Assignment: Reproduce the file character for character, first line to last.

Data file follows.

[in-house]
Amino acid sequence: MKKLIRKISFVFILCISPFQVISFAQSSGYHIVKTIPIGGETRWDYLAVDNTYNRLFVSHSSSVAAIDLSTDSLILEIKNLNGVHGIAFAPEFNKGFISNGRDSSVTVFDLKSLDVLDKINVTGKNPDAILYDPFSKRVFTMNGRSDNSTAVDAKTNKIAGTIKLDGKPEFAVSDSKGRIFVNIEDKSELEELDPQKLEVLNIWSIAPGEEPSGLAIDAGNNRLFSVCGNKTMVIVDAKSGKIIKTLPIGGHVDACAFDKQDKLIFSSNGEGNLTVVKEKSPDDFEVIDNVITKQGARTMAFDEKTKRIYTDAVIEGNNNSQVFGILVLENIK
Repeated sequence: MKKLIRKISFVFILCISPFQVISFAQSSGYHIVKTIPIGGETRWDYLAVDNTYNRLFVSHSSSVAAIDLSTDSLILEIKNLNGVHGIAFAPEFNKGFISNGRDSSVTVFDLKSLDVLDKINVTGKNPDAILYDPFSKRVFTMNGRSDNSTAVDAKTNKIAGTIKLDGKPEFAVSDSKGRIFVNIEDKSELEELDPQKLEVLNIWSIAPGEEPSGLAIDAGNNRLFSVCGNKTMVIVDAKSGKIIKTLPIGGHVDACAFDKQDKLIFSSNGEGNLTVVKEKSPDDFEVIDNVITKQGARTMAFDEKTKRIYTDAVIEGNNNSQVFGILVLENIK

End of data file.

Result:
[in-house]
Amino acid sequence: MKKLIRKISFVFILCISPFQVISFAQSSGYHIVKTIPIGGETRWDYLAVDNTYNRLFVSHSSSVAAIDLSTDSLILEIKNLNGVHGIAFAPEFNKGFISNGRDSSVTVFDLKSLDVLDKINVTGKNPDAILYDPFSKRVFTMNGRSDNSTAVDAKTNKIAGTIKLDGKPEFAVSDSKGRIFVNIEDKSELEELDPQKLEVLNIWSIAPGEEPSGLAIDAGNNRLFSVCGNKTMVIVDAKSGKIIKTLPIGGHVDACAFDKQDKLIFSSNGEGNLTVVKEKSPDDFEVIDNVITKQGARTMAFDEKTKRIYTDAVIEGNNNSQVFGILVLENIK
Repeated sequence: MKKLIRKISFVFILCISPFQVISFAQSSGYHIVKTIPIGGETRWDYLAVDNTYNRLFVSHSSSVAAIDLSTDSLILEIKNLNGVHGIAFAPEFNKGFISNGRDSSVTVFDLKSLDVLDKINVTGKNPDAILYDPFSKRVFTMNGRSDNSTAVDAKTNKIAGTIKLDGKPEFAVSDSKGRIFVNIEDKSELEELDPQKLEVLNIWSIAPGEEPSGLAIDAGNNRLFSVCGNKTMVIVDAKSGKIIKTLPIGGHVDACAFDKQDKLIFSSNGEGNLTVVKEKSPDDFEVIDNVITKQGARTMAFDEKTKRIYTDAVIEGNNNSQVFGILVLENIK